Another change i've noticed is that i no longer think of book length in terms of pages but rather hours/minutes left (for those who don't know the Kindle estimates your reading speed and displays this info at the bottom of the page, pretty nifty).
I never realised i was such a total convert until i started responding to your question Esther :-) I think it's clear where i stand. The only disadvantages are that there's an upfont cost for the digital reader itself and you've got to have access to a computer or wi fi connection and the minimal techno savvy required to avail of this technology. Hard copies are also much easier to share with friends and family though and I've also never had to charge a Paperback :-)
There is something to be said for the smell of a new book mind. Perhaps future kindle versions will be able to puff out the smell whenever you click on the download button. Ahh....
Hello Rob - I had no idea Kindle estimates reading speed! Many thanks for detailing your experience. I am sure the person who gave you the gift has taken great pleasure in knowing how it has positively impacted your reading habits.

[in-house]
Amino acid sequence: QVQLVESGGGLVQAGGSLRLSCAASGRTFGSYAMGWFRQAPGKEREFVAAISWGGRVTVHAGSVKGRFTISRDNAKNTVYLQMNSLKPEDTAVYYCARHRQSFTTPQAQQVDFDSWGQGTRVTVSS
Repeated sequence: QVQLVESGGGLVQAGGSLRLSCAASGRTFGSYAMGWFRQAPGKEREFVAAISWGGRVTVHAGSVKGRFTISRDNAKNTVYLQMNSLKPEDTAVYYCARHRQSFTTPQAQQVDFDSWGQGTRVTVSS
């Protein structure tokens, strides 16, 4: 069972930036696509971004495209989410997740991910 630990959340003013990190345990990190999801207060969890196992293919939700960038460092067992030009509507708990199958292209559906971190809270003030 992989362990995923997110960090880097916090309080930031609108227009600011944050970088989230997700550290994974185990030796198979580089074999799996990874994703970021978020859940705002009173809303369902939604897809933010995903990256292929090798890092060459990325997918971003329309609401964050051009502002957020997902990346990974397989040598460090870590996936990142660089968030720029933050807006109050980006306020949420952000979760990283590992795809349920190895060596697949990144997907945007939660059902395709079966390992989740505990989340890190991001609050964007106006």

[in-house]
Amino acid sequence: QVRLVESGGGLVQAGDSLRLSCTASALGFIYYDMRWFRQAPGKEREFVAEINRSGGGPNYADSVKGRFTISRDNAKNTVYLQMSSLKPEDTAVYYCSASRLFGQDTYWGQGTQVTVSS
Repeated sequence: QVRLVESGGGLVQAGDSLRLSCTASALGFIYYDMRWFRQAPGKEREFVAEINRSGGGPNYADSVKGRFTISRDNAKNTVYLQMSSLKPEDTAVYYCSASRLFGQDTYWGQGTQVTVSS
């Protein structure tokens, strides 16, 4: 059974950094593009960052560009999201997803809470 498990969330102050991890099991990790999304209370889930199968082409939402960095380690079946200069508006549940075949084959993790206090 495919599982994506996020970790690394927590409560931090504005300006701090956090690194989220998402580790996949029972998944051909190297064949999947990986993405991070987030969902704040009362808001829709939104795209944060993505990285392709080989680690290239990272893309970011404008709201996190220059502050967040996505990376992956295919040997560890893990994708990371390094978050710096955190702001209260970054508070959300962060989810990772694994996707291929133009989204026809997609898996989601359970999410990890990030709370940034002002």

I was genuinely sceptical myself as to whether or not i'd enjoy using an e-reader, didn't actually think i would but i'm delighted that it's come to pass. I've expressed my gratitude on a no. of occassions, 1 of the best gifts i've received in years.
1. I definitely read more e-books now, about a 75-25% split.
2. I read about the same amount, which is about 2-3 books per month.
3. I rarely listen to audio books, mostly I read e-books.
4. I think the new technology, e-readers make it more convenient to read. Obviously, there are more choice available for people who want to read - so maybe it will appeal to more reluctant readers.
5. I prefer traditional books. My eyes sometimes get very tired, but I am not really using a paper-like e-reader, I am either using a cell phone or a conventional tablet to read with.